Despite what the name might suggest, holdings in the Southern Folklife Collection span the globe, including Japanese imports like today’s featured record (FC-21963). This the fifth volume of a rare Japanese 21-record box set released on Nippon Phonogram in 1986. The set compiles all of the jazz ever recorded for the Manhattan-based Keynote label, spanning from 1941 to 1947. This LP presents the recordings of the Charlie Shavers Quintet featuring Earl “Fatha” Hines, one of the most influential jazz pianists of his time. Among the recordings are three takes of the tune “Rosetta,” a Hines original.
Presented here is a portion of the second take, featuring portions of both Hines’ and Shavers’ solos
Brownie McGhee was a Tennessee-born bluesman (and very briefly an off-broadway actor) who recorded his fingerpicked delta-blues for hallowed labels such as Okeh and Savoy from the early 40’s all the way until his death in 1996. His second album Blues (FC-5898), was released on the short-lived 10-inch, 33 1/3 rpm album format by Folkways Recordings in 1955, and was accompanied by notes written by early influential jazz critic Charles Edward Smith and art by the prolific David Stone Martin
Here’s a snippet from the song “Me and Sonny,” referring to McGhee’s frequent collaborator and North Carolina native Sonny Terry —
Apparently yesterday was National Fried Chicken Day. We have to admit that we were caught unawares and unprepared for the celebration. Making it up today with this image from the D. Kent and Sue Meyer Thompson Collection (20479) featuring some of the world’s most studied fried chicken aficionados, Southern Culture on the Skids. Here is Rick Miller offering up snacks for appreciative fans at the Milestone in Charlotte. All photos by D. Kent Thompson.
The Eugene Earle Collection consists of commercial and non-commercial transcription discs documenting a wide array of radio programs and individual performers from 1939 through the early 1980s. A significant portion of the collection consists of Army V-Discs and Navy V-Discs from World War II. Other transcriptions include the Ralph Emery Show; the Lawrence Welk Show; and various government-sponsored radio shows, such as Country Roads, Navy Hoedown,Sounds of Solid Country,Here’s to Veterans,Country Music Time, Country Cookin’, and Country Express.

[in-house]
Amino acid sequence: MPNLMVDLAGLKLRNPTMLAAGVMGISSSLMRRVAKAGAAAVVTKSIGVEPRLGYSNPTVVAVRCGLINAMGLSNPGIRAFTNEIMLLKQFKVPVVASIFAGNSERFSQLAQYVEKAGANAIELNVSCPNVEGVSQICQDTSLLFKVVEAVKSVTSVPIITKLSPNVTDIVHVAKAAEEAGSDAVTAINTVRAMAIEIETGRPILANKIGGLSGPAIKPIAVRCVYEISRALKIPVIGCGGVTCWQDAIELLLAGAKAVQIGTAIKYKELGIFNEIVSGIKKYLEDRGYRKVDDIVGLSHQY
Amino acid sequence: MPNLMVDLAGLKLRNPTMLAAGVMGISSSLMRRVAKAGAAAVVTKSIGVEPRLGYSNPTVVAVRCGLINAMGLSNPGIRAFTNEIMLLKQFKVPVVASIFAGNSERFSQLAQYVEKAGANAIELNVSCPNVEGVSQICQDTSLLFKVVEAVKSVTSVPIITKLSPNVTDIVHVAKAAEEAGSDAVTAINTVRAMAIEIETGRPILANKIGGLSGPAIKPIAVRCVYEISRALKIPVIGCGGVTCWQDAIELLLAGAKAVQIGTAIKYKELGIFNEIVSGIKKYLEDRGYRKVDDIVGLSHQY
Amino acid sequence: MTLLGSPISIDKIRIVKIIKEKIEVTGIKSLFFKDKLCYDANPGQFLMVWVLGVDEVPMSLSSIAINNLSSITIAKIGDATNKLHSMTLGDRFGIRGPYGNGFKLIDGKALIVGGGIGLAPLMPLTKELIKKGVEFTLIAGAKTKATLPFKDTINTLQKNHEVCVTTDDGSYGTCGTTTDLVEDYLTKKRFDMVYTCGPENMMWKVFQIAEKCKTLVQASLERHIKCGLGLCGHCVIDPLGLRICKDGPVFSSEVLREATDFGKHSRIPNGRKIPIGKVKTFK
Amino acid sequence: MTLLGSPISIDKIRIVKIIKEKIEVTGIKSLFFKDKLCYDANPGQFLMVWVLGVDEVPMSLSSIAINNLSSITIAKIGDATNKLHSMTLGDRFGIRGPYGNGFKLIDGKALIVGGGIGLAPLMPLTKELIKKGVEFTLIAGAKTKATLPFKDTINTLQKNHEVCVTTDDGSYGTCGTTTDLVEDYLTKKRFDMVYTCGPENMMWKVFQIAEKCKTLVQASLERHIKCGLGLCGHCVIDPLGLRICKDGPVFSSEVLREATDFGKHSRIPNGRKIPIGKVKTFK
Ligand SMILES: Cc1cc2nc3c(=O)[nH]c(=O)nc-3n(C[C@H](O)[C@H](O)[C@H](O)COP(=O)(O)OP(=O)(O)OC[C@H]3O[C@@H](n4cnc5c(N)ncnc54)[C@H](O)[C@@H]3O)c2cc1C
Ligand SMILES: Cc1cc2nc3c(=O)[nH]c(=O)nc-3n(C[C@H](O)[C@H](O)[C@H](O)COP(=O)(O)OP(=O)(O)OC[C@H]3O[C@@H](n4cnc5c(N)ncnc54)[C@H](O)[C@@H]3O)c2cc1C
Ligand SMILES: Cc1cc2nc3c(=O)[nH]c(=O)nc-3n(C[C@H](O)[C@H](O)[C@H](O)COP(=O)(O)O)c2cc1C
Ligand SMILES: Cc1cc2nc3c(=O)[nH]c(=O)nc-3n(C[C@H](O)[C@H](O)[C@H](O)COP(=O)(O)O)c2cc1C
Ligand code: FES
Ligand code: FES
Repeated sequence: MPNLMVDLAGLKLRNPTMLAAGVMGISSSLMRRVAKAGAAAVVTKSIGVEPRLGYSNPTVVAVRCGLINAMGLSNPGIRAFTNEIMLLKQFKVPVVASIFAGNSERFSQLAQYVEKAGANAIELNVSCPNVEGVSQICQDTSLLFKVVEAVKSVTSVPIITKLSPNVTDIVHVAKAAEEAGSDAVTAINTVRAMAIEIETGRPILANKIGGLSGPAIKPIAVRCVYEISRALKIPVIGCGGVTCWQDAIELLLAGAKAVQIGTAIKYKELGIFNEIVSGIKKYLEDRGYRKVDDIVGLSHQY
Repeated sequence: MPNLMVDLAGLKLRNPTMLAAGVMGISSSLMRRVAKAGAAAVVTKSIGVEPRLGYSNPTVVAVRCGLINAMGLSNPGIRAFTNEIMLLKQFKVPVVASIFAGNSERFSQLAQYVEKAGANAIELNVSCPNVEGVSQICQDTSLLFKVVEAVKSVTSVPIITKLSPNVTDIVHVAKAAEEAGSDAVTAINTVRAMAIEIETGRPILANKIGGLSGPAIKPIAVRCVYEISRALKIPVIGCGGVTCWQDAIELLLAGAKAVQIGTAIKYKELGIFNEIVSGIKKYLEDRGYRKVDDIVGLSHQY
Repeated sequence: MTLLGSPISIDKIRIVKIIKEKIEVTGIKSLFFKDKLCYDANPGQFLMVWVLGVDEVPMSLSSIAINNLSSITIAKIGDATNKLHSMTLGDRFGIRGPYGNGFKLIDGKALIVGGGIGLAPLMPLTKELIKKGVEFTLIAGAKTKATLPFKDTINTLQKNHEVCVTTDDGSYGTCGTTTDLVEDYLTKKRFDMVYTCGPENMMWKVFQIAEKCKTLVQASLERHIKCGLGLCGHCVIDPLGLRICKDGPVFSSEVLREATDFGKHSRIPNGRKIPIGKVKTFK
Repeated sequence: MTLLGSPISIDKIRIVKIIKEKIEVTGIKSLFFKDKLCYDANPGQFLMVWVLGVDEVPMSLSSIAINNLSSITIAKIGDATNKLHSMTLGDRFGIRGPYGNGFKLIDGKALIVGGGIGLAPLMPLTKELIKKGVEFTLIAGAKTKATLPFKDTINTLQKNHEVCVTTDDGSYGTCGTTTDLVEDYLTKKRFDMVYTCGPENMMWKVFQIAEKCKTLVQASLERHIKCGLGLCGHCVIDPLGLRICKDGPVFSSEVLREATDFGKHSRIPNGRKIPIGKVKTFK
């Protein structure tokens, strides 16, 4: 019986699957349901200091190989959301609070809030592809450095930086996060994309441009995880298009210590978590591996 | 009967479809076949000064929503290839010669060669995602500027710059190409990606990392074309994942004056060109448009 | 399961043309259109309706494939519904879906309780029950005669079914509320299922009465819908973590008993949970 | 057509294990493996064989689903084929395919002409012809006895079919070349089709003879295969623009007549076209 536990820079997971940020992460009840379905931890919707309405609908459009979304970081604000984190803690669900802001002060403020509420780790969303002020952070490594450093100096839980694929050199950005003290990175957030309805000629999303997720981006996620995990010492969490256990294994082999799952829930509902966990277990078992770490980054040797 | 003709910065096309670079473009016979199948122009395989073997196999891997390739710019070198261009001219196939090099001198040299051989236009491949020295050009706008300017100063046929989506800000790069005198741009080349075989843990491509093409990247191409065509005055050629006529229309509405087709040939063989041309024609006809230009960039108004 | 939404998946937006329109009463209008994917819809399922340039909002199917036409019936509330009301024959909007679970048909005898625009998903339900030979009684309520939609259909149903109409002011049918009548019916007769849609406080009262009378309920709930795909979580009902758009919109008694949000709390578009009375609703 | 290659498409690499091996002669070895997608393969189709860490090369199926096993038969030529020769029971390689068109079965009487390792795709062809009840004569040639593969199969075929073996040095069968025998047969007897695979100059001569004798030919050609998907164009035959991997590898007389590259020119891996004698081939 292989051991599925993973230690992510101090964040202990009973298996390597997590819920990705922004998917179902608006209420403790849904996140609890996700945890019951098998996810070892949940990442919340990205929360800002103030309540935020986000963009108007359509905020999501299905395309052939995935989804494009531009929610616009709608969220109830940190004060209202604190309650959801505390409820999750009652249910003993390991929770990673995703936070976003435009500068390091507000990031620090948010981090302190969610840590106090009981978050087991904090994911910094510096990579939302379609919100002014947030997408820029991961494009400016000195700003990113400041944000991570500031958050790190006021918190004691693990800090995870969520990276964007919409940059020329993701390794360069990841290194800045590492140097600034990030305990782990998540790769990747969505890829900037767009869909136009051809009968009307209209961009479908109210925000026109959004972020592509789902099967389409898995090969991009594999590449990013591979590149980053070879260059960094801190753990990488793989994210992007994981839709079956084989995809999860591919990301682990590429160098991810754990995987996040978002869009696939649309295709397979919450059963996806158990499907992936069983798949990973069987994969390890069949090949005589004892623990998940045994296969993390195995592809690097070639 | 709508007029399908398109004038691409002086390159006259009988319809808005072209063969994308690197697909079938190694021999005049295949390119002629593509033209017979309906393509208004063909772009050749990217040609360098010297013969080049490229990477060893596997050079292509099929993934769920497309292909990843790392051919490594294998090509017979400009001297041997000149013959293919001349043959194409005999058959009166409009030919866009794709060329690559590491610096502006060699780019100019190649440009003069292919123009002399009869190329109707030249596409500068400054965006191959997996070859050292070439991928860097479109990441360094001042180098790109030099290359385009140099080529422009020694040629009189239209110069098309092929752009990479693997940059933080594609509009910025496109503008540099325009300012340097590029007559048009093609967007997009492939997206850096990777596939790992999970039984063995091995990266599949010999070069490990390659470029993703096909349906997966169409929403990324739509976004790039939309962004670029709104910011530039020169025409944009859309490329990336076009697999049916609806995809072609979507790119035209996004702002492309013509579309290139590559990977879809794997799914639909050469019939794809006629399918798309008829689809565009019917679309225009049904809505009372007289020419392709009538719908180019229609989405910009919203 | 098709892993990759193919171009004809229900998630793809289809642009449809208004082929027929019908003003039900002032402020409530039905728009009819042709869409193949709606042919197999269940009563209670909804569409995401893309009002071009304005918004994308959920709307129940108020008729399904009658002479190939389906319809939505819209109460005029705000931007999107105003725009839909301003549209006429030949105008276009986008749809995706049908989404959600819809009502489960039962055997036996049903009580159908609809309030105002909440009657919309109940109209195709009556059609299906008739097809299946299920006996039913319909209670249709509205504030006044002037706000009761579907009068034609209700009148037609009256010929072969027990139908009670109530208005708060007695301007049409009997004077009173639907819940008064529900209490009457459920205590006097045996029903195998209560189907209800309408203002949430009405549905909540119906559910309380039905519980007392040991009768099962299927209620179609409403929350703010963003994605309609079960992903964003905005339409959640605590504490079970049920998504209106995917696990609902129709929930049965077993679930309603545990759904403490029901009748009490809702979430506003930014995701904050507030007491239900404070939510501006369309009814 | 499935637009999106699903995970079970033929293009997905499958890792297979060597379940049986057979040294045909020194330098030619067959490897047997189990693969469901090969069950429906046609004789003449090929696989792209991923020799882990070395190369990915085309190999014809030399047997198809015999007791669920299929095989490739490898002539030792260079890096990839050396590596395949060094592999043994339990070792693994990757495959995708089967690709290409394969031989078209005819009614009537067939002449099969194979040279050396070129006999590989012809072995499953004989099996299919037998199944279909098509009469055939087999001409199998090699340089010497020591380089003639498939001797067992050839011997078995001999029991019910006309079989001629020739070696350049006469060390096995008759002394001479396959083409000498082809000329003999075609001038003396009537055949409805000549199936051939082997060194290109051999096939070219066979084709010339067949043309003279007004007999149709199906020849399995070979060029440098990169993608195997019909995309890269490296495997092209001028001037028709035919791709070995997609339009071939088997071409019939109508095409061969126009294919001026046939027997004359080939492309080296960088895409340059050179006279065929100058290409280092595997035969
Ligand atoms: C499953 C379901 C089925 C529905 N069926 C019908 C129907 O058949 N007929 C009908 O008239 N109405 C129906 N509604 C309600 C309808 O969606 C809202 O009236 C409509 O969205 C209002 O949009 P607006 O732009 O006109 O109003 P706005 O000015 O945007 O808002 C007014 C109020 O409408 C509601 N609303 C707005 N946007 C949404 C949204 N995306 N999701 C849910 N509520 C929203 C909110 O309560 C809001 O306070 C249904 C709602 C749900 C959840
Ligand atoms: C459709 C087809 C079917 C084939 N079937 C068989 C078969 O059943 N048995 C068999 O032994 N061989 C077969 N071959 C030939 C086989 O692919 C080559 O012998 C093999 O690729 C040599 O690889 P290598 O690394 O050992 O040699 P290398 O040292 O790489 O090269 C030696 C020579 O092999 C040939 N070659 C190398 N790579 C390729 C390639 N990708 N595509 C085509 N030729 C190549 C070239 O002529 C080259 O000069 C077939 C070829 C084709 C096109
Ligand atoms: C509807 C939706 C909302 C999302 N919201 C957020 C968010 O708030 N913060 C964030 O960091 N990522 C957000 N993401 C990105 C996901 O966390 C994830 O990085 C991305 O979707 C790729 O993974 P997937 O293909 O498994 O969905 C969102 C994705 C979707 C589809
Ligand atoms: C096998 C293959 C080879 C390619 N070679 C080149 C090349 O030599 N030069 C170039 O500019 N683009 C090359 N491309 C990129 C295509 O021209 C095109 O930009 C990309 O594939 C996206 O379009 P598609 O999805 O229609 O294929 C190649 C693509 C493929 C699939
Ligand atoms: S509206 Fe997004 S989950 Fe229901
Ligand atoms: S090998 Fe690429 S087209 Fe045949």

Here’s a cut from Program no. 311 of the US Air Force’s Country Music Time, featuring prodigious thumb-pickers Jackie Phelps and Odell Martin playing the Merle Travis standard “Cannonball Rag”
First up from the Andy Cahan Collection (20018), some fantastic tunes performed by musician and folklorist Andy Cahan and Carlie Marion recorded during a July, 1998 visit to Marion’s home in Elkin, NC. There are seven tapes total, any and all are excellent listening but tape 2, side 1 is a great place to start.
From the Tom Carter and Blanton Owen Collection (20029), stories and twin fiddling by Luther Davis and Huston Caudill recorded in Dalhart, Grayson Co., VA in February 1974. [* note you can also hear a number of recordings of Davis streaming via the Alice Gerrard Collection (20008)]
Finally, from the Dan and Beverly Bush Patterson Papers (20026), recorded songs and interview with Sister R. Mildred Barker in the Shaker community at Sabbathday Lake, Maine, in August of 1973. Patterson edited two LP collections of Early Shaker Spirituals that featured Sister R. Mildred Barker and other members of the church, including Sister Frances Carr, one of the last remaining members of the Shaker community who passed away on January 2 of this year. The LPs are highly recommended, and so is this interview conducted by Dr. Patterson. [*note around 7:00 where Patterson crosses over into the role of participant by demonstrating the pitch pipe on the recording!]
Today we are mourning the loss of another one of the greats, Dr. Ralph Stanley. There are a number of excellent obituaries and remembrances of Stanley across the news today and we would encourage you to read about Stanley’s remarkable life and career. Considering the mark he left on the world of traditional music and popular culture, It is no surprise that Stanley is such a prominent figure in the Southern Folklife Collection and we wanted to share a few of those items with you today in tribute. The photos above are from the Mike Seeger Collection (20009), featuring the Carters and the Clinch Mountain Boys at Valley View country music park in Hellam, PA in 1956. Another favorite from the Seeger Collection features the Carters with Roscoe Holcomb on tour in Bremen, Germany in 1966.